Colorado Gov. Jared Polis has appointed the members of a new, professional, five-member Colorado Oil and Gas Conservation Commission (COGCC) to replace the former nine-member volunteer group.

The creation and subsequent transformation of the COGCC was mandated by state Senate Bill (SB) 181, which Polis signed into law last year.

The legislation overhauled regulations governing the oil and gas segment, with an emphasis on protecting the environment and giving local governments greater authority to regulate the industry.

“These new appointees will build upon the progress the volunteer commission has made thus far, and the professionalization of these roles is an important step for streamlining the process and increasing regulatory efficiency in Colorado,” Polis said earlier this month.

The appointees comprise Priya K. Nanjappa, Karin McGowan, John Messner, Bill Gonzalez and Jeffery Robbins. Robbins has served as the volunteer director of COGCC since his appointment by Polis in 2019.

While Robbins will stay on as a commissioner, he is to be replaced as director by Julie Murphy, who serves currently as the COGCC’s chief of staff and senior policy adviser.

Each appointee has a distinct area of expertise and experience, as stipulated by SB-181.

Nanjappa, whose term begins July 8 and expires July 1, 2022, is to serve “as a member with formal training or substantial experience in environmental protection, wildlife protection, or reclamation,” COGCC said.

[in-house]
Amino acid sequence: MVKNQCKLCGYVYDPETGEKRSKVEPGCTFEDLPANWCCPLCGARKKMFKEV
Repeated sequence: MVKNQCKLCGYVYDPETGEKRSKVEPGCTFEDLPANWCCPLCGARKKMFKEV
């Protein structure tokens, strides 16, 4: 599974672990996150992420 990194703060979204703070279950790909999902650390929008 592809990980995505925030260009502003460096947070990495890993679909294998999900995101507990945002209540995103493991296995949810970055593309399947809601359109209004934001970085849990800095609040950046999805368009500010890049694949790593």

McGowan’s areas of expertise are public health, health equity, and air and water policy.

Messner, who has served as s Gunnison County commissioner, is to serve as a member with substantial expertise in planning or land use.

Gonzalez, who worked previously as land manager for Occidental Petroleum Corp., serves as a member with substantial experience in the oil and gas industry.

Robbins, meanwhile, is to serve “as a member with professional experience demonstrating an ability to contribute to the commission’s body of expertise that will aid the commission in making sound, balanced decisions,” COGCC said.

The transition comes amid a period of upheaval in the industry, which has faced increasing scrutiny over its impact on climate change and the environment, and unprecedented demand destruction caused by the coronavirus.

Denver-based Extraction Oil & Gas Inc., among Colorado’s biggest oil producers, filed for Chapter 11 bankruptcy protection this month, citing the impacts of Covid-19 and low commodity prices on its business.

Recent rulemakings by the COGCC under the larger framework of SB-181 include new wellbore integrity standards, and a controversial set of rules to reduce methane emissions and air pollution from oil and gas operations.

Colorado’s active rig count stood at five as of Friday, down from six the previous week and 29 for the similar 2019 week, according to the latest data from Baker Hughes Co.